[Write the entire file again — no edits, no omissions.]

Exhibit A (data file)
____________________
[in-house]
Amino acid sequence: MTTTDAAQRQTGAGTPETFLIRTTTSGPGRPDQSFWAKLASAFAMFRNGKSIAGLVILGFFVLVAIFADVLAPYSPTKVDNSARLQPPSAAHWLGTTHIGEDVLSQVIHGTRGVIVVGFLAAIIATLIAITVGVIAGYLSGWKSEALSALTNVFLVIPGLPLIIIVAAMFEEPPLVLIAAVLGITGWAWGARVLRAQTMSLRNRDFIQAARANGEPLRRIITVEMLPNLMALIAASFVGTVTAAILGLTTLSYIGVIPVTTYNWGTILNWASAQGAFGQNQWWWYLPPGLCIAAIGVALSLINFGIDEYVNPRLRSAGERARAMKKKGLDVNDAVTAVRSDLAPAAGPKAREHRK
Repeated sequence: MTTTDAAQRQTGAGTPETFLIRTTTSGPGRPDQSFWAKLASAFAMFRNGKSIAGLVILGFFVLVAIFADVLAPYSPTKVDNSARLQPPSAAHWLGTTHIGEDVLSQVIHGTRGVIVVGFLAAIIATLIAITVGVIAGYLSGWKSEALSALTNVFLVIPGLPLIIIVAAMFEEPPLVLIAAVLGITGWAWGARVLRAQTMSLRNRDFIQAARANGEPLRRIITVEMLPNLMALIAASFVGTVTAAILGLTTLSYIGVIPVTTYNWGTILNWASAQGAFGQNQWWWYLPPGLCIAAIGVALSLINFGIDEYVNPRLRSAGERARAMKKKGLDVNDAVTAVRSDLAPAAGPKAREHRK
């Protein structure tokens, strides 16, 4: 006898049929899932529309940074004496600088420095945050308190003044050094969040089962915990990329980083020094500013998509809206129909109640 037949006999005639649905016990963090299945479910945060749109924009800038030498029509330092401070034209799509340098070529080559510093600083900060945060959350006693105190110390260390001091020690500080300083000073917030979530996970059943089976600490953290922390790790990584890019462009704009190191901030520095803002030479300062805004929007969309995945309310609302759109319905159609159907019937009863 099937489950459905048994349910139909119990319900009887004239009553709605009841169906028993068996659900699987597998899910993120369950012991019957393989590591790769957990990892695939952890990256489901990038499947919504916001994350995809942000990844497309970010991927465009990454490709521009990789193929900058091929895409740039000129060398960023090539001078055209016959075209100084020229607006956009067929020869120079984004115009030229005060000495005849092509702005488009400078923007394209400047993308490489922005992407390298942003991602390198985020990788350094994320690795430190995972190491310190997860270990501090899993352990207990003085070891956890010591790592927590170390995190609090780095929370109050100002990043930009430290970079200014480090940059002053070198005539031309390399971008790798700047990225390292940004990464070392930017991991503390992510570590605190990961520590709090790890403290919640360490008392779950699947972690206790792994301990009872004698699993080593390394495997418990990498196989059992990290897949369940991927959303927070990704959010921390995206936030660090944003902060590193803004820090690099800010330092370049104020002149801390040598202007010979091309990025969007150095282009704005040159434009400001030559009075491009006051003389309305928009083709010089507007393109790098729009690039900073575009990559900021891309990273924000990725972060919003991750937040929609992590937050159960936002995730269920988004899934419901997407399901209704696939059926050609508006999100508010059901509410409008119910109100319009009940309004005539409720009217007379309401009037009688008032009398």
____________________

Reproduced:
[in-house]
Amino acid sequence: MTTTDAAQRQTGAGTPETFLIRTTTSGPGRPDQSFWAKLASAFAMFRNGKSIAGLVILGFFVLVAIFADVLAPYSPTKVDNSARLQPPSAAHWLGTTHIGEDVLSQVIHGTRGVIVVGFLAAIIATLIAITVGVIAGYLSGWKSEALSALTNVFLVIPGLPLIIIVAAMFEEPPLVLIAAVLGITGWAWGARVLRAQTMSLRNRDFIQAARANGEPLRRIITVEMLPNLMALIAASFVGTVTAAILGLTTLSYIGVIPVTTYNWGTILNWASAQGAFGQNQWWWYLPPGLCIAAIGVALSLINFGIDEYVNPRLRSAGERARAMKKKGLDVNDAVTAVRSDLAPAAGPKAREHRK
Repeated sequence: MTTTDAAQRQTGAGTPETFLIRTTTSGPGRPDQSFWAKLASAFAMFRNGKSIAGLVILGFFVLVAIFADVLAPYSPTKVDNSARLQPPSAAHWLGTTHIGEDVLSQVIHGTRGVIVVGFLAAIIATLIAITVGVIAGYLSGWKSEALSALTNVFLVIPGLPLIIIVAAMFEEPPLVLIAAVLGITGWAWGARVLRAQTMSLRNRDFIQAARANGEPLRRIITVEMLPNLMALIAASFVGTVTAAILGLTTLSYIGVIPVTTYNWGTILNWASAQGAFGQNQWWWYLPPGLCIAAIGVALSLINFGIDEYVNPRLRSAGERARAMKKKGLDVNDAVTAVRSDLAPAAGPKAREHRK
């Protein structure tokens, strides 16, 4: 006898049929899932529309940074004496600088420095945050308190003044050094969040089962915990990329980083020094500013998509809206129909109640 037949006999005639649905016990963090299945479910945060749109924009800038030498029509330092401070034209799509340098070529080559510093600083900060945060959350006693105190110390260390001091020690500080300083000073917030979530996970059943089976600490953290922390790790990584890019462009704009190191901030520095803002030479300062805004929007969309995945309310609302759109319905159609159907019937009863 099937489950459905048994349910139909119990319900009887004239009553709605009841169906028993068996659900699987597998899910993120369950012991019957393989590591790769957990990892695939952890990256489901990038499947919504916001994350995809942000990844497309970010991927465009990454490709521009990789193929900058091929895409740039000129060398960023090539001078055209016959075209100084020229607006956009067929020869120079984004115009030229005060000495005849092509702005488009400078923007394209400047993308490489922005992407390298942003991602390198985020990788350094994320690795430190995972190491310190997860270990501090899993352990207990003085070891956890010591790592927590170390995190609090780095929370109050100002990043930009430290970079200014480090940059002053070198005539031309390399971008790798700047990225390292940004990464070392930017991991503390992510570590605190990961520590709090790890403290919640360490008392779950699947972690206790792994301990009872004698699993080593390394495997418990990498196989059992990290897949369940991927959303927070990704959010921390995206936030660090944003902060590193803004820090690099800010330092370049104020002149801390040598202007010979091309990025969007150095282009704005040159434009400001030559009075491009006051003389309305928009083709010089507007393109790098729009690039900073575009990559900021891309990273924000990725972060919003991750937040929609992590937050159960936002995730269920988004899934419901997407399901209704696939059926050609508006999100508010059901509410409008119910109100319009009940309004005539409720009217007379309401009037009688008032009398």